“Up until that day we had never had any meeting, under any guise,” he said.


    Jonathan Powell describes two encounters with Gerry Adams, Martin McGuinness and members of the Blair family.

    At one stage he writes how Gerry Adams and Martin McGuinness were found in the garden at No 10 learning how to skate with the Blair children.

    “I looked out of the window to see them playing with the Blair children and trying to ride Nicky Blair’s skateboard down the path through the rose garden.

    “I was terrified they would be photographed and rushed outside to shepherd them back in.”

    At another stage, in 1999, Cherie Blair was showing fashion designer Ralph Lauren around No 10.

    They bumped into McGuinness and he introduced the designer to Gerry Kelly, asking him what he thought of Kelly’s matching grey and beige outfit.

    “Adams and McGuinness themselves always opted for a version of smart-casual we called ‘terrorist chic’,” commented Powell.

  • Pete Baker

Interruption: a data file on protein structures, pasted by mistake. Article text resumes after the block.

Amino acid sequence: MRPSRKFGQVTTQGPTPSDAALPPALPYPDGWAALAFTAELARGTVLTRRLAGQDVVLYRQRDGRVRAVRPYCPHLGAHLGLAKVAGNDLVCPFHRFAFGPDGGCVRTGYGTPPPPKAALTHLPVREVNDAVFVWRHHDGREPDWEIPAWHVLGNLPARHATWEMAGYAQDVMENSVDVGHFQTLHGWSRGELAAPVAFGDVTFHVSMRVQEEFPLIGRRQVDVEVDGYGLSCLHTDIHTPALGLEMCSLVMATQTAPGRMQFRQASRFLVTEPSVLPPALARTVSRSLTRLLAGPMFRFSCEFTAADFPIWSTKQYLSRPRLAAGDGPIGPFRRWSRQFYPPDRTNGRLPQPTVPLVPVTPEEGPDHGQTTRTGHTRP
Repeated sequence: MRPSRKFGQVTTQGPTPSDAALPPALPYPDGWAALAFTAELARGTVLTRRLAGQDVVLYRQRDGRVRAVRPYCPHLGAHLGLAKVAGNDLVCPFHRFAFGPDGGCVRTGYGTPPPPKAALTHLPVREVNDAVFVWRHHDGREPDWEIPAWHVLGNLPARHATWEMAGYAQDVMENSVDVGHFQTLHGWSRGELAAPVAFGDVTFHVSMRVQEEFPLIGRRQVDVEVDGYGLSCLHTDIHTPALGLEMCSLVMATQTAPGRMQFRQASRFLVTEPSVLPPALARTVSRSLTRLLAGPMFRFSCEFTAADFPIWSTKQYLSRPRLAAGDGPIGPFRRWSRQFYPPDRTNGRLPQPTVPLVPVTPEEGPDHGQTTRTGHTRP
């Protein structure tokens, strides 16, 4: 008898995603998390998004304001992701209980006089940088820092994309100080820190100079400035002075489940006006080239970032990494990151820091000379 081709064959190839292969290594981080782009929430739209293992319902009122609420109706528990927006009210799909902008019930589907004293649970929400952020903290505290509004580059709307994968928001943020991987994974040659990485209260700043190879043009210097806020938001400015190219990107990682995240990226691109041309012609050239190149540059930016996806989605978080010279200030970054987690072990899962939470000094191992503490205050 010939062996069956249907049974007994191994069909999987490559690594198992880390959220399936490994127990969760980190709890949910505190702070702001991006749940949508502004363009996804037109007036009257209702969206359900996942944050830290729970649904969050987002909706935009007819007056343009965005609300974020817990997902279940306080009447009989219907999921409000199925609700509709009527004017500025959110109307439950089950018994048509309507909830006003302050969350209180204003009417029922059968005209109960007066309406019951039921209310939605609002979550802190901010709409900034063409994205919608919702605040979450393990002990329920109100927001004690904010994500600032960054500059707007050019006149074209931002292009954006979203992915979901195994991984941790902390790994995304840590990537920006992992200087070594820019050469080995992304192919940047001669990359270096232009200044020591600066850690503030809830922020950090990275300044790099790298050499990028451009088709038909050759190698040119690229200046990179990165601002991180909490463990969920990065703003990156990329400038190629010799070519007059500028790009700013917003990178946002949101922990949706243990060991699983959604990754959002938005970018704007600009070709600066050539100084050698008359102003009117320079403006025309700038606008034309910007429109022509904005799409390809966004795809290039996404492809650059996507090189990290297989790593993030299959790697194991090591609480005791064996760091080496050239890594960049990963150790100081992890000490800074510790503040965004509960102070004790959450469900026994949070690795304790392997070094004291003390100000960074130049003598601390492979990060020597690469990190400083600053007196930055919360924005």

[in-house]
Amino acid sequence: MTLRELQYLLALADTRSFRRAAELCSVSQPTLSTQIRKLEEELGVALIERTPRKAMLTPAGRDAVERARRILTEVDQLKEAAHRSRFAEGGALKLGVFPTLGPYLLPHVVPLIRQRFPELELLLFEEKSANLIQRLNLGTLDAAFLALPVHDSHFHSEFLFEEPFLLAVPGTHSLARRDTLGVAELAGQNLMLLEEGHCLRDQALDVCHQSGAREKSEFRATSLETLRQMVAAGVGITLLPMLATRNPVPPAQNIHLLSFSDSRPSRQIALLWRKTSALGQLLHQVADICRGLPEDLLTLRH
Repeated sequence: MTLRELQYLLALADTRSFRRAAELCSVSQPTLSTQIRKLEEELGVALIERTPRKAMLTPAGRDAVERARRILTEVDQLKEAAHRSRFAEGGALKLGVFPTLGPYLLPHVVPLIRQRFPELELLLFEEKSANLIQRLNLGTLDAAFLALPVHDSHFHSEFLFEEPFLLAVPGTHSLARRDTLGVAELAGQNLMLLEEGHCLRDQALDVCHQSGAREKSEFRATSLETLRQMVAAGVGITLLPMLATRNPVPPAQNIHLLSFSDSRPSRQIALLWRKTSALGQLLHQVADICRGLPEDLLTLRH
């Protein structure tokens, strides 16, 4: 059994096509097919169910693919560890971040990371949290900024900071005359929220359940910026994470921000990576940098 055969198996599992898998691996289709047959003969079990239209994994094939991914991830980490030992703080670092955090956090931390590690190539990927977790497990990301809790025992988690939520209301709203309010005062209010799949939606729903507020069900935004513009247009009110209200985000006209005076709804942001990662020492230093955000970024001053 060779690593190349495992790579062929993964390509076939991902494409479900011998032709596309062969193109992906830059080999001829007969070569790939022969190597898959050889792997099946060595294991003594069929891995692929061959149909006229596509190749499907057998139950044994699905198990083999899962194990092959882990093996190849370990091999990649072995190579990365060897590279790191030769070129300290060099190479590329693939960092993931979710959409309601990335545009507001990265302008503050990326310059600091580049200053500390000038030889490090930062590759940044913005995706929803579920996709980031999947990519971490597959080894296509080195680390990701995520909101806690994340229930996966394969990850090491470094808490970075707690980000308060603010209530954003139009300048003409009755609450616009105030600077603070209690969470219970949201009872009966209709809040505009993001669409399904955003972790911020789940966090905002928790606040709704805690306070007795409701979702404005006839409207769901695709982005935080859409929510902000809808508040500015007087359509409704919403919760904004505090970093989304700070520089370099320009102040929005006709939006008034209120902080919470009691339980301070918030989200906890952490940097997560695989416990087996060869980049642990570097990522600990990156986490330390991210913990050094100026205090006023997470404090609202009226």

That seems to refer to the initial contact, in 1973.

    ‘Fred’ took over the link in the early 90s.

    At the minute it’s only coincidental, but I thought I’d note that coincidence all the same.

  • Ty

    Ah I get ya, and so you think perhaps coincidentally call me ‘bob’ was Robert, but if that is the case then he wasn’t sacked at the end of the year as Peter Taylor assumed?

  • Pete Baker

    I’d be cautious about drawing any conclusions at this point, Ty, and Powell refers to ‘Fred’ as being “a retired senior SIS officer who had recently been re-employed by the security service.”

    It is MI5 after all..

  • Frustrated Democrat

    How many people reading this believe that there was not a conduit between SF and the DUP before 2007?

    I think it is not difficult to guess the real answer, not the spun version.

  • Smithsonian

    Frustrated Democrat
    Couldn’t agree more. It is laughable to suggest that the deal could have been done on night in St. Andrews.

    It beggars belief that people try to spin that the DUP and SF suddenly fell in love with each other. This has been a long drawn out negoitation between both sides.

  • waffler

    Hope martin doesn`t see the above before the watershed and we`d better be careful at a risk of getting a virus or 2

  • picador

    ‘The Belfast Telegraph understands that when questioning Mr Duddy, Mr Adams was accompanied by three other senior republicans – now Deputy First Minister Mr McGuinness, his junior minister Gerry Kelly and party Vice President Pat Doherty.’

    It seems that this Q and A session must have occurred after Scap was decommissioned.